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Pharmaceutical Scientist

Qualifications

Unlike a lot of other science tracks, you can jump right into the wondrous working world of pharmaceutical science right after college.

To make it into this field, a basic level of training (and passion) for science and math is a must. But the ideal pharmaceutical scientist isn't just a lab rat who knows her way around an abacus. You also will need good communication skills, as you will be writing technical reports and explaining your findings to a group of scientists or laypeople. Creativity is also a definite perk—since not all experiments will work as planned, you might need to flex your MacGyver muscles to work around those problems.

Oh, and you should be anal too when it comes to details. One small mistake could cost thousands of dollars and months of time. If you're the type of person who alphabetizes the underwear drawer, this might be the gig for you.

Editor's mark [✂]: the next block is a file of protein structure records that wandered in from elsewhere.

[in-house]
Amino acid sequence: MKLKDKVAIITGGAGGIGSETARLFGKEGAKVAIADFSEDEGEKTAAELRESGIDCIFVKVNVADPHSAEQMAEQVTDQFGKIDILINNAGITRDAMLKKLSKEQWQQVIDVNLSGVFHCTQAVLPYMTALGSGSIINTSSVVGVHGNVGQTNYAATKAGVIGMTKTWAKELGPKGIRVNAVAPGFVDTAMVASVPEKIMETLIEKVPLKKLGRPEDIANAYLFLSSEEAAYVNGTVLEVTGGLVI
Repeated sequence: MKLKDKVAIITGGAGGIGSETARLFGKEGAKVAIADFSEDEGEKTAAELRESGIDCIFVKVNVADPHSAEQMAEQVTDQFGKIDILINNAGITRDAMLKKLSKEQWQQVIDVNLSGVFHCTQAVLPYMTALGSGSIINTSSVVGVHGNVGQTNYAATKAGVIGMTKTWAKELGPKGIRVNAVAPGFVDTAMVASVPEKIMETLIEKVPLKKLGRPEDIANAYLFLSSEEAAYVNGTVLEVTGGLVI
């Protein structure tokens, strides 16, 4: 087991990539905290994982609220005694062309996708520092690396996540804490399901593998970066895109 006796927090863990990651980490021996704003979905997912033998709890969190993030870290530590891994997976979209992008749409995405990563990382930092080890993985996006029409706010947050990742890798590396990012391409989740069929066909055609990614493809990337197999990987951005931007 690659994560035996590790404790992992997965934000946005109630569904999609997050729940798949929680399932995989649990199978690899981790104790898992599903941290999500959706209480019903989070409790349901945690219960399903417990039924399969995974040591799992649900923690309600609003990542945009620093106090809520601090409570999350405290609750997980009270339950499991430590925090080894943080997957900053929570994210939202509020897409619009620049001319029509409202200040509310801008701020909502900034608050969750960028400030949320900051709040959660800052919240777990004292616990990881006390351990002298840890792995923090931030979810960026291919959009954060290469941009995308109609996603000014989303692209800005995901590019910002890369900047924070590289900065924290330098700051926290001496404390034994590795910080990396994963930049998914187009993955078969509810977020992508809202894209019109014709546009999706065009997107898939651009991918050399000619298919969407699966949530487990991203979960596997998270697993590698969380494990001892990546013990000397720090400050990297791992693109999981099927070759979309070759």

This career level may not offer a whole lot of freedom and creativity at the lower levels (you are still baking that cake from the Betty Crocker recipe on the box), but if you play your cards right, your company might offer to foot the bill for a master's degree or even a doctorate. But getting that sheepskin isn't the only way to advance—this team-oriented career will also reward employees who work hard, but can play well with others in the lab. Finally, those kindergarten lessons pay off (eating paste in the lab is also frowned upon).

A few years of experience could move you up the ladder to a job as a principal scientist. There you would work the science and might also be tapped to handle management or regulatory affairs. These jobs further down the line will offer more flexibility and independence, but also come with added pressures and responsibilities. You're making the cake from scratch now, and if it comes out flaming and oozing salmonella, that's on you.

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